• Article 322, Penal Code. States that pimping is an offense punishable by imprisonment for between one to three years and a fine of 250,000 to 2,500,000 francs, unless the crime constitutes a more serious offense. Pimping is defined as one or more of the following: aiding, assisting or knowingly protecting the prostitution of others, or soliciting for prostitution; sharing the proceeds of the prostitution of others or receiving money from a person who habitually engages in prostitution; knowingly living with a person who habitually engages in prostitution; funding his lifestyle, wholly or in part, by being in a habitual relationship with one or more persons engaged in prostitution; procuring, enticing or keeping, even with consent, a person into prostitution or debauchery; acting as an intermediary between persons engaged in prostitution or debauchery and individuals who exploit or remunerate the prostitution or debauchery of others; obstruction the prevention, control, assistance or rehabilitation undertaken by qualified organizations for persons engaging in prostitution or in danger of prostitution by threats, pressure, deception or other means.
  • Article 324, Penal Code. This article states that with regard to article 322, an increased sentence of imprisonment for between two to five years and a fine of 300,000 to 4,000,000 francs applies in the following cases: the victim was a minor; the offense was accompanied by threats, coercion, violence, assault, abuse of authority or fraud; the offender was carrying a weapon; the perpetrator is the husband, father, mother or guardian of the victim; the offender is required to participate, by its very nature, the fight against prostitution, protection of health or the maintenance of public order; the crime was committed against several persons; the victims have been delivered or incited to engage in prostitution outside the national territory; the crime was committed by more than one person. The same penalty applies to anyone who any person who attempts to incite, encourage or facilitate debauchery or corruption of a youth under the age of 21 years or, even occasionally, persons under sixteen. The article also states that the penalties prescribed in this article shall be imposed, even when the various elements of the offenses were committed in different countries.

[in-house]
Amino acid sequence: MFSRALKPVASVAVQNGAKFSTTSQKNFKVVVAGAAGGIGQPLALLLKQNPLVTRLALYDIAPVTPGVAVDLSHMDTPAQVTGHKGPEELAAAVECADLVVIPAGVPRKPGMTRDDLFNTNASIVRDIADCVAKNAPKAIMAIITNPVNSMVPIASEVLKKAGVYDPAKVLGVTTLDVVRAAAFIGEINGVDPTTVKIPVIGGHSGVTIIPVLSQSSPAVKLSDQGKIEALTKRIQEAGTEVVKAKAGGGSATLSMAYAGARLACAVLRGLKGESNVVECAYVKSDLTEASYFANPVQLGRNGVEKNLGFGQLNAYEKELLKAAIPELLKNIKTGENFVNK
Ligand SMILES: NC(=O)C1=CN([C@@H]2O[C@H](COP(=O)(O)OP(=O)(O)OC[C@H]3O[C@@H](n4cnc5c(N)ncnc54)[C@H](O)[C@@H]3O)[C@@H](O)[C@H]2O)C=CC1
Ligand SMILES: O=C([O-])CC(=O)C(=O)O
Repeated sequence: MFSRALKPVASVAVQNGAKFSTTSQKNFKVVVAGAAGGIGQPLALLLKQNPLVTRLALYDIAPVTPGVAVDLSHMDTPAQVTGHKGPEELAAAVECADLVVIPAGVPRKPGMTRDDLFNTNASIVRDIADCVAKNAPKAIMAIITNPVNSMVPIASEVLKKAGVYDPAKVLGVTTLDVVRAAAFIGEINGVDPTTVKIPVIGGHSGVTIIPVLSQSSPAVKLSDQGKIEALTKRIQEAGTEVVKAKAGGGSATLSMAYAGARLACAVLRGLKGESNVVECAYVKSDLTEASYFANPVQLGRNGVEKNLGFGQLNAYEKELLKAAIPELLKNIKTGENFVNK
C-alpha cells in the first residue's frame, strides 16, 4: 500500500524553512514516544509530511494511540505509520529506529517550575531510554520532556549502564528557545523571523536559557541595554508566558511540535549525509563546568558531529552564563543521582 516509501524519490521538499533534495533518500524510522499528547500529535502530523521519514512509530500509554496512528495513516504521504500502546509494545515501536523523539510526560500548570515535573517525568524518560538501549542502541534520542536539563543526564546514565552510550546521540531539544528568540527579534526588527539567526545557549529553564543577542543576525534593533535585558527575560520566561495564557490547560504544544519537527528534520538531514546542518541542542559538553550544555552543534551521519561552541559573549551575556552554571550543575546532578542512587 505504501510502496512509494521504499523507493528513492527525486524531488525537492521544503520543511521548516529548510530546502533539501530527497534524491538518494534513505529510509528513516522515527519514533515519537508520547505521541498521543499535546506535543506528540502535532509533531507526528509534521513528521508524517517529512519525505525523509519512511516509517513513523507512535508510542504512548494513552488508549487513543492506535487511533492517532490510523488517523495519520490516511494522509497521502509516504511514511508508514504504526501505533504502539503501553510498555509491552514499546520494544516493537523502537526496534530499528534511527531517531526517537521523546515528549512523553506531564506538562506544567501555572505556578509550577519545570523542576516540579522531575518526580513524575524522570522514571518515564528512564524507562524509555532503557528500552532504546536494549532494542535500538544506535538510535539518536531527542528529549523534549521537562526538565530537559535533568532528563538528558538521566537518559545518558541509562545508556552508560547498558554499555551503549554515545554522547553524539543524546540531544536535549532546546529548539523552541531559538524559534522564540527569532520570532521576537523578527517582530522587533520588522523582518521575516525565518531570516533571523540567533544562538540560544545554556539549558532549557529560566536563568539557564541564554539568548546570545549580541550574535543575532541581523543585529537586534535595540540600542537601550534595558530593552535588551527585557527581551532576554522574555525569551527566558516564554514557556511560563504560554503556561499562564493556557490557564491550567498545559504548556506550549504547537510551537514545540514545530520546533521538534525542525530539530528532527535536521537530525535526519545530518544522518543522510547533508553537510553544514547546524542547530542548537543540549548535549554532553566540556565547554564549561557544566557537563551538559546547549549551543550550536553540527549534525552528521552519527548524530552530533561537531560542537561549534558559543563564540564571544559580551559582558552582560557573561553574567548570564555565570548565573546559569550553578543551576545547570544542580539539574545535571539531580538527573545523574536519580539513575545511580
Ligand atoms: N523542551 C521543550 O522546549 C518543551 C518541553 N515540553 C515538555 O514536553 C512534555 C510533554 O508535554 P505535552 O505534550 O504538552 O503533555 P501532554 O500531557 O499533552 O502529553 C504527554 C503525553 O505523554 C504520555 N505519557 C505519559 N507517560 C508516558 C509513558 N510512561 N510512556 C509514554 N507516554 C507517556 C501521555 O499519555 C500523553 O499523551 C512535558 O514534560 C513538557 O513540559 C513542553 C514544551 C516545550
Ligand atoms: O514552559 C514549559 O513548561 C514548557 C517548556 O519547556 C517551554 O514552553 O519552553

• Article 325, Penal Code. States that a penalty of imprisonment for two to five years and a fine of 300,000 to 4,000,000 francs applies to anyone who owns, directly or through intermediaries, manages, directs, operates or finances a house of prostitution; who holds, manages, operates, finances or helps to finance a boarding house, hotel, pub, restaurant, club, dance hall, place of entertainment or their annexes or any place open to the public used by one or more persons engaged in prostitution. The penalty will be doubled for repeat offenses committed within ten years of the previous conviction.
  • Article 338, Penal Code. States that anyone who kidnaps, conceals or removes a child will be punished by imprisonment for five to ten years.